Some people and organizations hate conflict.
- Judgmental words
- Explosive behavior
- Relationships struggling or ending
Then they allow that fear to drive their results!
- Some feel victimized by the past and hold so tightly to those emotions that they experience less joy and less productivity.
- Others have rumbling fires of anger burning about present issues. Occasionally smoke seeps out as they vent to those closest to them. As those fires continue to grow everyone is at risk of their eventual eruption.
- Some are unwilling to learn an alternative way of dealing with conflict.
- Others don’t realize there is an alternative.
- And none realize that their choice to wait for the other party to change, is spreading growth-eating bacteria throughout their organization.
On Monday morning women from 9 different nations connected in an online Conversation Safari to explore the question… Are you being manipulated?
During that discussion, we talked about different kinds of manipulation.
- Unintentional manipulation – like a guilt trip to get someone to do what you want him or her to do.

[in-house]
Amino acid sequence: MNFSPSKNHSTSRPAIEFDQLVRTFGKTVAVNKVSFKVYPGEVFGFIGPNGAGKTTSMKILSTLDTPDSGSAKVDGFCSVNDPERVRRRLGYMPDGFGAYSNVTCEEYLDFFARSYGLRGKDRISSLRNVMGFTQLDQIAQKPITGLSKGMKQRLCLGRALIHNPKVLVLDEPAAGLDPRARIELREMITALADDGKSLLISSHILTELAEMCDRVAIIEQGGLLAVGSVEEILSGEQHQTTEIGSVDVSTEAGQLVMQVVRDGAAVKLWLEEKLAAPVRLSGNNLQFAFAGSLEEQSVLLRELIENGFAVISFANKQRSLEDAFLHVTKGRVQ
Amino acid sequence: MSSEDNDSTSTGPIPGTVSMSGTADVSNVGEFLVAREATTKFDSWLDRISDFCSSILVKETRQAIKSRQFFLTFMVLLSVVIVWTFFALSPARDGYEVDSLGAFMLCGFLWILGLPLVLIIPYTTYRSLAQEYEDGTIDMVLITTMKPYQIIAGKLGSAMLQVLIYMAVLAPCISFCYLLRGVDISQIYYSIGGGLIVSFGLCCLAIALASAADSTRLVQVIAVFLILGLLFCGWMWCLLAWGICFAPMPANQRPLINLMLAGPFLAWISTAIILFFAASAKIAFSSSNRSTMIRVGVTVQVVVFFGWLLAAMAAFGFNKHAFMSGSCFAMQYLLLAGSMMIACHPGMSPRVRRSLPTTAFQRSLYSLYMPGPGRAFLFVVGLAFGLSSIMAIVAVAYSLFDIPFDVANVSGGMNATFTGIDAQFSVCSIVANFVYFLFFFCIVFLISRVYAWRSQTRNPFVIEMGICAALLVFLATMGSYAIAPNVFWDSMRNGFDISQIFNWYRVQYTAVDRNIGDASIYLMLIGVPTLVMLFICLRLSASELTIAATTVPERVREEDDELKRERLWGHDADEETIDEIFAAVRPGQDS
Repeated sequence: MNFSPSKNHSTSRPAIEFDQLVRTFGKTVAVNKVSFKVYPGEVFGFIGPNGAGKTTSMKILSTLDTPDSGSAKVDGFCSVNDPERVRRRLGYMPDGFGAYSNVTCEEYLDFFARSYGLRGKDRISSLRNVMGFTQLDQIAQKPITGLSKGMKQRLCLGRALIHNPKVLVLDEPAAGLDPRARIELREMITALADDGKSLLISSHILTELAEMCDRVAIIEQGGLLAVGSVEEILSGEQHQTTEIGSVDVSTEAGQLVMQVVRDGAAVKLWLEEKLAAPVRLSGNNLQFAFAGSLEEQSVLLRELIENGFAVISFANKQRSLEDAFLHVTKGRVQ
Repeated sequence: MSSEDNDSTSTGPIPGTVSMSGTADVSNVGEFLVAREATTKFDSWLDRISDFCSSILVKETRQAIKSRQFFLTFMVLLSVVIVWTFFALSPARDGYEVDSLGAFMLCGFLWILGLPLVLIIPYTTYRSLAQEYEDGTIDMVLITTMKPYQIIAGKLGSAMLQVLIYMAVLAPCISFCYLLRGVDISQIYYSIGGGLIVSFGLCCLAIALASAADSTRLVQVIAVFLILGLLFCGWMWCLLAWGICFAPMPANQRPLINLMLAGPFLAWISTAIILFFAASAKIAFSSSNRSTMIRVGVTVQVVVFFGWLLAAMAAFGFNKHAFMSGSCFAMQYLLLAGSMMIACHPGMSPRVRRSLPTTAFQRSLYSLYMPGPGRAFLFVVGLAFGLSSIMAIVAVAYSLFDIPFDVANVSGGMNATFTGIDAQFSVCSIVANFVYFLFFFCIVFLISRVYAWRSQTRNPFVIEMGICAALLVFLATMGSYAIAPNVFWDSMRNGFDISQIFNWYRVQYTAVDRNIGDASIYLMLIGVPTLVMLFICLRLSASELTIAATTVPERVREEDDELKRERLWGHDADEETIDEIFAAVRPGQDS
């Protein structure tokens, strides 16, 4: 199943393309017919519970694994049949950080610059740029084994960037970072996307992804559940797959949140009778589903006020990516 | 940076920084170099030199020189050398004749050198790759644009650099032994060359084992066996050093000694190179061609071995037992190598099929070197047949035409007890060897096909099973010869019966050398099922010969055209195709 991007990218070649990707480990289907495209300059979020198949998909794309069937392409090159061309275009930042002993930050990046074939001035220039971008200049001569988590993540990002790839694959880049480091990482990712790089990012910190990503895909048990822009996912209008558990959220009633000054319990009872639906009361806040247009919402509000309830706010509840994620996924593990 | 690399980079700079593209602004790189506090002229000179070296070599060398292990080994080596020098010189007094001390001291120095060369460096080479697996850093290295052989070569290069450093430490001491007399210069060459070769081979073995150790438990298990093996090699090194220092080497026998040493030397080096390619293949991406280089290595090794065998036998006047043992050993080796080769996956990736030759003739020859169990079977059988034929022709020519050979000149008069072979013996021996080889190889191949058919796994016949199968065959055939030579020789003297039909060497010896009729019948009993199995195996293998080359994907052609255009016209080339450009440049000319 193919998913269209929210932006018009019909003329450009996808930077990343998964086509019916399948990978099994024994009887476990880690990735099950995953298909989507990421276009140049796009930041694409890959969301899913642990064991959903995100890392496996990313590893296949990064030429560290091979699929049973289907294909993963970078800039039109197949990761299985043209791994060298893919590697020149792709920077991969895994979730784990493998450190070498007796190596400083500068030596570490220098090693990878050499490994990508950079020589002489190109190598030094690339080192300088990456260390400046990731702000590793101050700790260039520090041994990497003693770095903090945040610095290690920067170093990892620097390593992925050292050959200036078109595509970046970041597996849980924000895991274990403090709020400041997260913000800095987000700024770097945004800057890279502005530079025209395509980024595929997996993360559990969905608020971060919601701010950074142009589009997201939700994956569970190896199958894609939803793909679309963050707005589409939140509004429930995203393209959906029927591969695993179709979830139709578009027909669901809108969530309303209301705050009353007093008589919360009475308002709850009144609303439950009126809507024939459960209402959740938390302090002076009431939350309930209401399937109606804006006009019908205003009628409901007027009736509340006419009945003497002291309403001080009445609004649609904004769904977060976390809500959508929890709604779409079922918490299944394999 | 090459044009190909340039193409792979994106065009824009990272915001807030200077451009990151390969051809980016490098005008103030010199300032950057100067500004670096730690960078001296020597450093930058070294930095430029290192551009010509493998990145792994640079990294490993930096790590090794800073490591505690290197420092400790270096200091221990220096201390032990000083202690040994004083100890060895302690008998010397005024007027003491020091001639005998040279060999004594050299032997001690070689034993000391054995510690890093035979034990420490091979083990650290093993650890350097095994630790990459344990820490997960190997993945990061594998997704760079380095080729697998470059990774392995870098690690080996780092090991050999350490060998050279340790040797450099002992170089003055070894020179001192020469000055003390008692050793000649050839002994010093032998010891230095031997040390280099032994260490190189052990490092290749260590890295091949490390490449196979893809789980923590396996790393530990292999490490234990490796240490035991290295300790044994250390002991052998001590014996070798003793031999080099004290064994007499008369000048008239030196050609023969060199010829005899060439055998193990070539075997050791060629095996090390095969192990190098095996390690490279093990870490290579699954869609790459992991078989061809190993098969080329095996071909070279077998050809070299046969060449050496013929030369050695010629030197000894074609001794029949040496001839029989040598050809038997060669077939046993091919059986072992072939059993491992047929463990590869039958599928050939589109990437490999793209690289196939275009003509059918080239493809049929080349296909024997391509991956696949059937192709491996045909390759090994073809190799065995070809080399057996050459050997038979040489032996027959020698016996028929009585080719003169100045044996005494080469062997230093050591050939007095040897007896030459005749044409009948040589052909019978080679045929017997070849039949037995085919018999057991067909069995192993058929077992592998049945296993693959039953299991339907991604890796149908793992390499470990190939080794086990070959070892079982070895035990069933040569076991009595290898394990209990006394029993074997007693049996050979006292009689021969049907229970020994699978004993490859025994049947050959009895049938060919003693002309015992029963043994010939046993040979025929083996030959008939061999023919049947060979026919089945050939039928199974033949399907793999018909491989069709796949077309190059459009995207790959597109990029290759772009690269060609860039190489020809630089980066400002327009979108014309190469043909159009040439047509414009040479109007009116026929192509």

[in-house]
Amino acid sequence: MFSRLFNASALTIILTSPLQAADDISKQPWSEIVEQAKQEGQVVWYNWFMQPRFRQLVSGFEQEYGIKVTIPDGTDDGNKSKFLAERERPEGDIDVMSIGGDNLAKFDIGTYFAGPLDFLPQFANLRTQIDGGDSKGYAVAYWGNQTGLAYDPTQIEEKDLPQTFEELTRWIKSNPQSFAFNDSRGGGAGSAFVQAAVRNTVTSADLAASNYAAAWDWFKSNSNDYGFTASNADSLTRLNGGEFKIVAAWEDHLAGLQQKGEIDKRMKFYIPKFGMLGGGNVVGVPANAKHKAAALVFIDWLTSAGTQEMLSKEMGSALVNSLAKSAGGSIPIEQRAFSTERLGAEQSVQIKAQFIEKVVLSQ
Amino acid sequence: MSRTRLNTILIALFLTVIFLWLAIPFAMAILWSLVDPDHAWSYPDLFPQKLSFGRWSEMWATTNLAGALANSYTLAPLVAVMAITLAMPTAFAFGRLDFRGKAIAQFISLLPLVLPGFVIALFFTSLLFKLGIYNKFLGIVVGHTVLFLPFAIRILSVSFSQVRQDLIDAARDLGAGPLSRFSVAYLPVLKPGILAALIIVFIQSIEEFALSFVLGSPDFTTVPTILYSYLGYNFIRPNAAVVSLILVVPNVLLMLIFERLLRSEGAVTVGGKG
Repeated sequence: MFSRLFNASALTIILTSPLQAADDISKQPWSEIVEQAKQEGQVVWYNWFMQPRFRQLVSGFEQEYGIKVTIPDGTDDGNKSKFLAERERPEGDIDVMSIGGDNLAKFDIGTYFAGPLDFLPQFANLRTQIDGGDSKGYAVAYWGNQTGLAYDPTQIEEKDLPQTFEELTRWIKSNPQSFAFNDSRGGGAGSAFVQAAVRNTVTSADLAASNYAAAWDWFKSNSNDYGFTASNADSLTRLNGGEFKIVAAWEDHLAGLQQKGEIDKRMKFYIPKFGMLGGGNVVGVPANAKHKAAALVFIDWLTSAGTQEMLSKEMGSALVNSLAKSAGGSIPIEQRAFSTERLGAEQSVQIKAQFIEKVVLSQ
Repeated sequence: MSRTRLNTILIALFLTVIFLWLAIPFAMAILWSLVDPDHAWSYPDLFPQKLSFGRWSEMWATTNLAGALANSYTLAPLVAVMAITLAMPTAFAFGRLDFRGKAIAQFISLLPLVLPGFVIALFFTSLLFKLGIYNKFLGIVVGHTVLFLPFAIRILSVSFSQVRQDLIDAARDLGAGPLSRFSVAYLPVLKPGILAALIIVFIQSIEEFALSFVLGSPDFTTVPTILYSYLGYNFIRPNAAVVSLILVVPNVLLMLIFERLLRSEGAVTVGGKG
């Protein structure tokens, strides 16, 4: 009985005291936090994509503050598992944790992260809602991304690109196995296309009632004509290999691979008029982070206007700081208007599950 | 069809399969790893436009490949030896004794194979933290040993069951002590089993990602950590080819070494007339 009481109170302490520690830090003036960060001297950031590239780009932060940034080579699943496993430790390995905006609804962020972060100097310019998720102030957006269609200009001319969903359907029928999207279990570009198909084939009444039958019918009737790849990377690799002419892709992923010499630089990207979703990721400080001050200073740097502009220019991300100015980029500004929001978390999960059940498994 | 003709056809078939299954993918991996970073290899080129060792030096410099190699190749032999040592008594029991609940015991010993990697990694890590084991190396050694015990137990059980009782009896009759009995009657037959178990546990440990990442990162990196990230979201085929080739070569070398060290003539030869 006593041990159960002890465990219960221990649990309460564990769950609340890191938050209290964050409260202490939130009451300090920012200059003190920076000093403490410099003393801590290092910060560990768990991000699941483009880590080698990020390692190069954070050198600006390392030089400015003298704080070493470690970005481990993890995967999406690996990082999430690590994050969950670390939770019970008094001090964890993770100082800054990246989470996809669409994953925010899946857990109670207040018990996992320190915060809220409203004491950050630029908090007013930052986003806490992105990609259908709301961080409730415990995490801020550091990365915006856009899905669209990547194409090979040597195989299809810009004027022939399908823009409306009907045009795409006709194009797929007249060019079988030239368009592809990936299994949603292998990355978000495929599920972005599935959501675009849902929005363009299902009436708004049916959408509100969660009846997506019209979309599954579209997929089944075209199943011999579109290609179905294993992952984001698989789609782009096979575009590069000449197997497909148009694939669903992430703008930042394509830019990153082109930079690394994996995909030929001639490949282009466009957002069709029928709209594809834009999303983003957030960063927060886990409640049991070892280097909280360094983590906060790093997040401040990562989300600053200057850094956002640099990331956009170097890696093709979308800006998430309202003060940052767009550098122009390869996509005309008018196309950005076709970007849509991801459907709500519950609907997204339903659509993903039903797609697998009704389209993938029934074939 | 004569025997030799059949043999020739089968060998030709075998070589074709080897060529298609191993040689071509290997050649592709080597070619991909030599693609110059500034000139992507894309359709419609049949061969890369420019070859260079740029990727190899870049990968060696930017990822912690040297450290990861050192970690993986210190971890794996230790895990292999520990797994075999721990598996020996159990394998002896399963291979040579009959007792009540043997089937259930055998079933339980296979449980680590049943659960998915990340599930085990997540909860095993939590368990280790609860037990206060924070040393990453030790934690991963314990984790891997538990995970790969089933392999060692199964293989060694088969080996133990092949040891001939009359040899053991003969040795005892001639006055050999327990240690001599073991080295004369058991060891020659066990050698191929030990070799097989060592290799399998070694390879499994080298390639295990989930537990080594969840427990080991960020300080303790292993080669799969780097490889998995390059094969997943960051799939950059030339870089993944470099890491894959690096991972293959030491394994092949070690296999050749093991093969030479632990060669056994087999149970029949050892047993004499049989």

- Intentional manipulation – when someone intentionally distorts facts for personal gain.
- Intentional AND strategic manipulation – when someone strategically distorts facts, and creates disruption to accomplish a specific goal.
Most people on the call believe that intentional AND strategic manipulation happens more often than we realize.
A few days later I stumbled into a real life example of their point.
You can be manipulated by:
- A boss, co-worker or an employee
- A family member or a friend
- An elected official or a dictator
- A religious authority
- The media or Hollywood
In our next Conversation Safari we will be discussing manipulation.
A brilliant woman that has been actively serving her community for years – is well known and highly regarded. In spite of that, she will occasionally admit that she struggles with imposter syndrome.
Another woman has chosen to share many of her golden years volunteering in several political roles. She is quick to emphasize how little she knew about politics when she got involved, and how much more she has to learn. In spite of all she doesn’t know, she is often surprised when people all across her state know her name and are recognizing her knowledge and contributions.
Here’s what both ladies don’t realize:
I recently spoke to a group of people and shared information that challenged their thinking and their behavior. Afterwards several people approached with questions and comments.
One woman had received the message and wanted help in taking the next step.
Another woman expressed her gratitude for the message. She admitted that she had always struggled in one particular area – but until today, she hadn’t realized it. Now she was actively processing the new information and beginning to visualize what a change in her behavior would look like.
Then a man stepped forward that was actively rejecting the message.